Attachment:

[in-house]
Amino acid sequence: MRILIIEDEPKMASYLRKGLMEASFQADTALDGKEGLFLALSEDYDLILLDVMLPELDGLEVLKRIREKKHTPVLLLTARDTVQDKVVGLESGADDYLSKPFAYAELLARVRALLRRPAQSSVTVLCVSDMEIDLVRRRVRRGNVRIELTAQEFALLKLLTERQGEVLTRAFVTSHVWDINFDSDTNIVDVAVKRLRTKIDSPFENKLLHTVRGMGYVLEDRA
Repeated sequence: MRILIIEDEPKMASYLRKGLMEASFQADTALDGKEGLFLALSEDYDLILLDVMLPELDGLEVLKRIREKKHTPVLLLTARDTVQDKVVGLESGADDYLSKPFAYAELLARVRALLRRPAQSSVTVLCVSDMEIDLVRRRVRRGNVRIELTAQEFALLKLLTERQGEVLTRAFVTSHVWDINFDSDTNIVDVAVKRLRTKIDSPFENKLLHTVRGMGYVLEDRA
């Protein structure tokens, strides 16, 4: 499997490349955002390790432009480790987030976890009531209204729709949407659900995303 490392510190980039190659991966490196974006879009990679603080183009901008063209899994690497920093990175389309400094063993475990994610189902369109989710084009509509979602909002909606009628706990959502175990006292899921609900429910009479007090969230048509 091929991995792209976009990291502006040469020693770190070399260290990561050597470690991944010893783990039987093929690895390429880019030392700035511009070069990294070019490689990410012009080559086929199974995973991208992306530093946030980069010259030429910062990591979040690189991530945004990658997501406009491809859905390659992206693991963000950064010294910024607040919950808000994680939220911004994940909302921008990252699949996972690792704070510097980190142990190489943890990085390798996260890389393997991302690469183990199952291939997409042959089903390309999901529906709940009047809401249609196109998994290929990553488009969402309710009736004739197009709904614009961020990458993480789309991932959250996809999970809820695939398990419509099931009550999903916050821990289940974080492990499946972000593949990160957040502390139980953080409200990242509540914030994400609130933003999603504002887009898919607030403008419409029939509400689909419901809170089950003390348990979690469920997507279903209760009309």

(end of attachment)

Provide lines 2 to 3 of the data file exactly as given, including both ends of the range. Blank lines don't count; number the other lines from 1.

Amino acid sequence: MRILIIEDEPKMASYLRKGLMEASFQADTALDGKEGLFLALSEDYDLILLDVMLPELDGLEVLKRIREKKHTPVLLLTARDTVQDKVVGLESGADDYLSKPFAYAELLARVRALLRRPAQSSVTVLCVSDMEIDLVRRRVRRGNVRIELTAQEFALLKLLTERQGEVLTRAFVTSHVWDINFDSDTNIVDVAVKRLRTKIDSPFENKLLHTVRGMGYVLEDRA
Repeated sequence: MRILIIEDEPKMASYLRKGLMEASFQADTALDGKEGLFLALSEDYDLILLDVMLPELDGLEVLKRIREKKHTPVLLLTARDTVQDKVVGLESGADDYLSKPFAYAELLARVRALLRRPAQSSVTVLCVSDMEIDLVRRRVRRGNVRIELTAQEFALLKLLTERQGEVLTRAFVTSHVWDINFDSDTNIVDVAVKRLRTKIDSPFENKLLHTVRGMGYVLEDRA